Otherwise, I’ve largely been offline (checking IG and twitter once a day and then deleting the app) and that’s very good. When I do go on IG, I’ve been using the Archive feature to see what I’ve posted this on this day in years past. Because life seems so largely event-less and my life so void of people, places, and things, I’m finding comfort, even more than usual, in seeing days past mapped and layered on top of my current life. Where was I two years ago? Five years ago even. Do I remember where I was when I shared that post? Posted that IG story? What did it feel like to be me? Who was around? It’s helping me answer questions about what it feels like to be me right now, somehow. It’s also making me feel connected to people I don’t get to see. I’ve been able to identify a couple friendship anniversaries through the recalling — four years since the conference in Detroit, five years since my first time in Chicago. Time will go on. There will be more to remember, sometime, somehow.
My Beautiful Laundrette (1985, screencap above) which is a really tight look at white nationalism, class, and assimilation in Thatcher’s South London. Daniel Day Lewis has been a hottie at every age. Between the Lines (1977) gave us some good 1970s Boston scenes and the end of a counterculture scene.
"Mostly, I avoid feeling. I’m sure it will come out at some point, but for now, it’s just a buzzing irritation.”
Perfume Genius in W Magazine. Two months after the release of Set My Heart on Fire Immediately and the album keeps working its way into me.
"I Walked All 1,114 Blocks of My ZIP Code Just to Catalog How People Style Their House Numbers” Extremely my shit. Thanks for sharing, Cara. Feels like a good companion to this piece on how the architecture of homes can portend gentrification.
Before quar, we saw Colored People Time: Mundane Futures, Quotidian Pasts, and Banal Presents at the MIT List Art Center. My mind keeps wandering back to one specific piece in the show, Martine Syms’ Mundane Afrofuturist Manifesto. Digging back into this piece led me to this Artbound episode on the contemporary Black aesthetic in art.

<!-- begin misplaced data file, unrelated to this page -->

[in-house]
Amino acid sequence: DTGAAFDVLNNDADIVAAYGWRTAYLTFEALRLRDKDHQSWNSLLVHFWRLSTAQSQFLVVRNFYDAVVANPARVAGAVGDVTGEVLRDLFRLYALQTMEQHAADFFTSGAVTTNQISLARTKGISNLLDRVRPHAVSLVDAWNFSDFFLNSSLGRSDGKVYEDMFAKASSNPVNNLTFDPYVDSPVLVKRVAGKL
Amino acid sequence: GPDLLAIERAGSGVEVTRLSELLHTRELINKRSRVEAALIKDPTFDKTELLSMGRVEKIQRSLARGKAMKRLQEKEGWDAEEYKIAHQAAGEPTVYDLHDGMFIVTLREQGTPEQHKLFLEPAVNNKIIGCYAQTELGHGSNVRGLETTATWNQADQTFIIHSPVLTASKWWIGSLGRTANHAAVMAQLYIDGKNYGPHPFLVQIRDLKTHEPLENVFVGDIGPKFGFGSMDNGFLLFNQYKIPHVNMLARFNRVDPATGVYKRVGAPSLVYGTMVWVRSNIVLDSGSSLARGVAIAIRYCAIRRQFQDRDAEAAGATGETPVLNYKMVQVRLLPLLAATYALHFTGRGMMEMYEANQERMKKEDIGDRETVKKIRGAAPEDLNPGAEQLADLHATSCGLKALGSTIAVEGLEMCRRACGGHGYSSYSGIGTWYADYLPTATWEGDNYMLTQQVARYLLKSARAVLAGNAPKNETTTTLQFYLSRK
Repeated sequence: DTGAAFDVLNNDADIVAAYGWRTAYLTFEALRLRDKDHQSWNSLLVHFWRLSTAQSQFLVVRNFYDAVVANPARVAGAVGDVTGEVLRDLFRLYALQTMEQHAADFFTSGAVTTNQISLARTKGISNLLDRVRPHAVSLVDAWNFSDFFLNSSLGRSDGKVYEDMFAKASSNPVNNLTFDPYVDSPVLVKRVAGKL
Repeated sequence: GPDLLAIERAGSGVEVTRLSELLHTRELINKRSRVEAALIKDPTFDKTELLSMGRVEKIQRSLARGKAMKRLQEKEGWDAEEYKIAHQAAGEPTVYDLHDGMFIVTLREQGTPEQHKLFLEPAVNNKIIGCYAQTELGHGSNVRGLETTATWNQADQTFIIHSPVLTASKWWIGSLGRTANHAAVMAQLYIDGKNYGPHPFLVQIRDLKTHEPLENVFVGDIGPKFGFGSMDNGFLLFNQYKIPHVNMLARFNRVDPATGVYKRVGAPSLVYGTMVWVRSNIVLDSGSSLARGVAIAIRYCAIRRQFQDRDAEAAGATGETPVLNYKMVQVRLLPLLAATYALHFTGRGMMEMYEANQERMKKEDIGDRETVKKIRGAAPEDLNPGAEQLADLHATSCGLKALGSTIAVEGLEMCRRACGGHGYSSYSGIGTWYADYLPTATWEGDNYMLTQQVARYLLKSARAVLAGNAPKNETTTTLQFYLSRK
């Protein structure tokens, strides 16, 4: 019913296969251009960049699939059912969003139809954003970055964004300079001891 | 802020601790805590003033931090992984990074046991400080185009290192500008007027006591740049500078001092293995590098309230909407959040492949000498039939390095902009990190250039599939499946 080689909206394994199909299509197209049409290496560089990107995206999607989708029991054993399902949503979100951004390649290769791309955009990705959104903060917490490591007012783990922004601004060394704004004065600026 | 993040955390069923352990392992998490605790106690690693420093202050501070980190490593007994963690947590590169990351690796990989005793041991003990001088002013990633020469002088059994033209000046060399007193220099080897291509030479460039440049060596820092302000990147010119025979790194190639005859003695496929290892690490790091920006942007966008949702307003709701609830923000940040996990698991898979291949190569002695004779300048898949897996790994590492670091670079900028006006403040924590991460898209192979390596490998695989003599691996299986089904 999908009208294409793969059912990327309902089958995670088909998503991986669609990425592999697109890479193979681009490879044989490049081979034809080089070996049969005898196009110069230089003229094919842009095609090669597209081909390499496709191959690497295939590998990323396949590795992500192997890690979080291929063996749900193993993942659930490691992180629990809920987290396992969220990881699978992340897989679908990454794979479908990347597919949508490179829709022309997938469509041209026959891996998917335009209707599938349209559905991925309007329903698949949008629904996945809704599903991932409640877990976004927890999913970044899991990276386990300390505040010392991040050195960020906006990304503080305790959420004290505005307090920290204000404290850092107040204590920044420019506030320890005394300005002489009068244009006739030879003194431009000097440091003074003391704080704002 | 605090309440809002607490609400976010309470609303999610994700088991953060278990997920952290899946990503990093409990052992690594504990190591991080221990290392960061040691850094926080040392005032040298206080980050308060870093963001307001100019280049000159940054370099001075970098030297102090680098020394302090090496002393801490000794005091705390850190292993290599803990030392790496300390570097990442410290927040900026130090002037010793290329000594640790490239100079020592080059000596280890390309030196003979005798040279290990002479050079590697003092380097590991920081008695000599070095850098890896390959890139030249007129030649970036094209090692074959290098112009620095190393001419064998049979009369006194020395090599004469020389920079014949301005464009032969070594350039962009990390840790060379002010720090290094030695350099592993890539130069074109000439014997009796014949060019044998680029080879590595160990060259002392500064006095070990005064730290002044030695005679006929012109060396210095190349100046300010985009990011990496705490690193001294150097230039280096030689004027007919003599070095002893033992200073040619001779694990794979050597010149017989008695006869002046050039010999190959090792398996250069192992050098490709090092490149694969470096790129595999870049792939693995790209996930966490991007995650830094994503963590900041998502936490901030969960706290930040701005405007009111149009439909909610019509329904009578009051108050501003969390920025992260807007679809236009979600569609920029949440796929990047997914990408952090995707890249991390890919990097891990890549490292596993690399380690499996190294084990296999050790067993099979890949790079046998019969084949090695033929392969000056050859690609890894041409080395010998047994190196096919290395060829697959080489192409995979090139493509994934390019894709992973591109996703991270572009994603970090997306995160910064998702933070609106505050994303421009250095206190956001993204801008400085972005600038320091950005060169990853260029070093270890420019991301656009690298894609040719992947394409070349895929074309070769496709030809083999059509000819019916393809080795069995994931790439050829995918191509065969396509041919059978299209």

Starting this week, I’m supporting an initiative that feels so aligned with some of the learning and reflecting I’ve been doing on what access to land and nature means to Black people and other people of color. ABUNDANT BEGINNINGS COLLECTIVE, FOREST FREEDOM SCHOOL (ABC, FFS) is a Black-led community education and empowerment initiative that has been re-imagining how communities can grow learners who think critically, live responsibly, and create meaningful change. They’re aiming to raise $1MM to invest in their plan to purchase and build out land for a residential nonprofit/co-housing community space, provide scholarships for Black and Brown families, invest in their educators and more. I’d like to help out by raising $800 — can you donate today?
The Black School is raising funds to build a Black Art School in New Orleans. This project, a community center that will house a Studio, a gallery, a reading/meditation room, a kitchen, an artist-in-residence space, and an open access community garden looks like a damn dream come true. The Black School is the real fuckin’ deal and you should learn about and support their work if you’re interested in supporting Black designers and artists, if you have visited and love New Orleans.
I’m continuing my casual but increasingly passionate study of the relationship between Black Americans, civil rights, and the land. Land trusts can hold property for community use and can be an engine for economic security for Black communities. Farms were stolen (and continue to be) from Black farmers through “legal” and “illegal” means. Connected to land and civil rights is of course, food. I’m learning about the Freedom Farm Cooperative, Fannie Lou Hamer, Booker T. Washington, and George Washington Carver’s role is socially and environmentally sustainable agriculture and food access for Black folks in Freedom Farmers: Agricultural Resistance and the Black Freedom Movement by Monica M. White. I haven't quite figured out why this is but my interest in food, agriculture, and restaurants grow. I liked this piece on Omar Tate and his journey back to food. I haven’t really thought of cooking as a creative endeavor in my life, just something that needs to be done and I enjoy doing with or for people but this interview with Klancy Miller made me wonder if there’s something there for me.